The fabric is folded inside the base, so it’s not going to come unglued or fall out over time, as the fabric itself is larger than the top of the unit. This fabric is not interchangeable the way the bases on the larger Google Home is, so the color you pick is what you get. A capacitive touch button is located underneath the center of this fabric, but Google has since disabled the button due to an error in the design, which kept the microphone open and listening on some units indefinitely. This really is a shame, as it removes the top touch functionality that we’ve enjoyed with the regular sized Home, but ultimately only disables the ability to call up Assistant or mute the unit without using your voice, so it’s not a deal breaker. The volume adjustment touches are still around though, with the left and right-most sides of the unit acting as volume buttons. These capacitive buttons light up when pressed, and the light in the center of the unit also lights up any time a command is issued or Assistant is speaking.

A single microUSB port for power is located around the back; a strange idea in 2017 when most phones and related accessories have moved toward USB Type-C, and unfortunately keeps old, antiquated cabling around for a few more years. There’s also a microphone toggle switch back here in case you just want to use the Home Mini as a WiFi or Bluetooth-powered speaker. The entire base is rubberized to keep the unit steady, and the 173g weight makes it heavy enough to feel solid and keep from needlessly falling off the shelf. The design and construction quality are incredibly solid, and this doesn’t feel or look like a sub-$50 speaker in any way.

Speaker Quality

Despite the very compact nature of the Home Mini, you’ll likely be surprised by the audio quality that comes out of this tiny, single speaker. Packing large 40mm drivers and a 360-degree positional output, the Home Mini is an excellent way to pipe quality sound into a room without feeling like it’s coming from a cheap, portable unit. Part of this quality is possible thanks to the fact that it’s not a battery powered experience, and therefore doesn’t have to worry about keeping a good balance between quality and battery life. Google’s choice of materials on the unit itself, cloth and rubber, also help with vibrations that might be generated were the unit made of a cheaper plastic, or just more poorly made in general.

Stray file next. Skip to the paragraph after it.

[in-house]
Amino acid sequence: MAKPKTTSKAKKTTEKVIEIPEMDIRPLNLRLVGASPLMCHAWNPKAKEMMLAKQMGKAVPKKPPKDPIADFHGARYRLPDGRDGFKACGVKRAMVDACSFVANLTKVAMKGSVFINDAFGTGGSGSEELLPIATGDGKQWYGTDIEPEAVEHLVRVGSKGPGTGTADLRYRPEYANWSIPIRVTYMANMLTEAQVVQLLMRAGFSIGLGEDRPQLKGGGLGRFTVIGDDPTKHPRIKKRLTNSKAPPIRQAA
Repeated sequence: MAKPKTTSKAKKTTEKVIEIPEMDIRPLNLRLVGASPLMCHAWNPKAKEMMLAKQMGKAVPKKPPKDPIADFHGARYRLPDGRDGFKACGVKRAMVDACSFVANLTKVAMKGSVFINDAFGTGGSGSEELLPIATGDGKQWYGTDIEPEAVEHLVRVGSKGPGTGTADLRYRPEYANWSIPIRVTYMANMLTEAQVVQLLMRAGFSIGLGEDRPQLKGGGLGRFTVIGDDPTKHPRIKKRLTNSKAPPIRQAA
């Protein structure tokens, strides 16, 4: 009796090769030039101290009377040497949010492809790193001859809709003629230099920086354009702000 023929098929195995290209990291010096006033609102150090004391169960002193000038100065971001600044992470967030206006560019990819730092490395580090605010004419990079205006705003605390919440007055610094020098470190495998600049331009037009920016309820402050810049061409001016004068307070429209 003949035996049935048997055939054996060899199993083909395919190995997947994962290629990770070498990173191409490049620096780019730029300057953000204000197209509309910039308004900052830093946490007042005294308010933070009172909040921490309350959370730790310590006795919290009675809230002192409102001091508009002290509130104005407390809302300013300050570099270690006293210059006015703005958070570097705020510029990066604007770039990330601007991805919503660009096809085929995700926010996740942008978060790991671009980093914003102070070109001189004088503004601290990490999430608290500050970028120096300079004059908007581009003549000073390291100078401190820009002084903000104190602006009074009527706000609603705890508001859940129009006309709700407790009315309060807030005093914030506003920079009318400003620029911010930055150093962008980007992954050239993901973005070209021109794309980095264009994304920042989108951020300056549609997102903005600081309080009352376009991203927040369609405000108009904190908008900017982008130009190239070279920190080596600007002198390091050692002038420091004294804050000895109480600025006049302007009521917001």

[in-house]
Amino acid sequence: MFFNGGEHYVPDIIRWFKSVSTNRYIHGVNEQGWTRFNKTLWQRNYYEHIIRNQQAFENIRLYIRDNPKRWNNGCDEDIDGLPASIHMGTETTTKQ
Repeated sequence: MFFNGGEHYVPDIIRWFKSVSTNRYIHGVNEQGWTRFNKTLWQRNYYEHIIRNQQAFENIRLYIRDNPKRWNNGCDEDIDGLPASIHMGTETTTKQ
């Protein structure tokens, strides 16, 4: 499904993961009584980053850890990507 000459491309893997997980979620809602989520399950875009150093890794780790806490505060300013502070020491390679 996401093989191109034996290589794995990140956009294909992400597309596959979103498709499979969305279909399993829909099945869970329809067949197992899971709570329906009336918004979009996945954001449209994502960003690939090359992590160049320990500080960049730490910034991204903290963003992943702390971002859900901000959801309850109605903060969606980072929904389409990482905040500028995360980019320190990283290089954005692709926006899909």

When comparing it directly to the larger Google Home, you’ll notice there’s a definite reduction in bass output, which is both a positive and a negative. The larger Google Home is tuned to be a bit bass heavy, and tends to drown out the mids and highs at the expense of extra bass. Because the Home Mini is so much smaller, there’s no room for a substantial subwoofer, however the large driver on the Home Mini delivers excellent mids and highs, or basically the opposite of the larger Google Home. Music that heavily relies on bass won’t sound as good as other types of music, and music that’s more vocally focused will sound best on the Home Mini.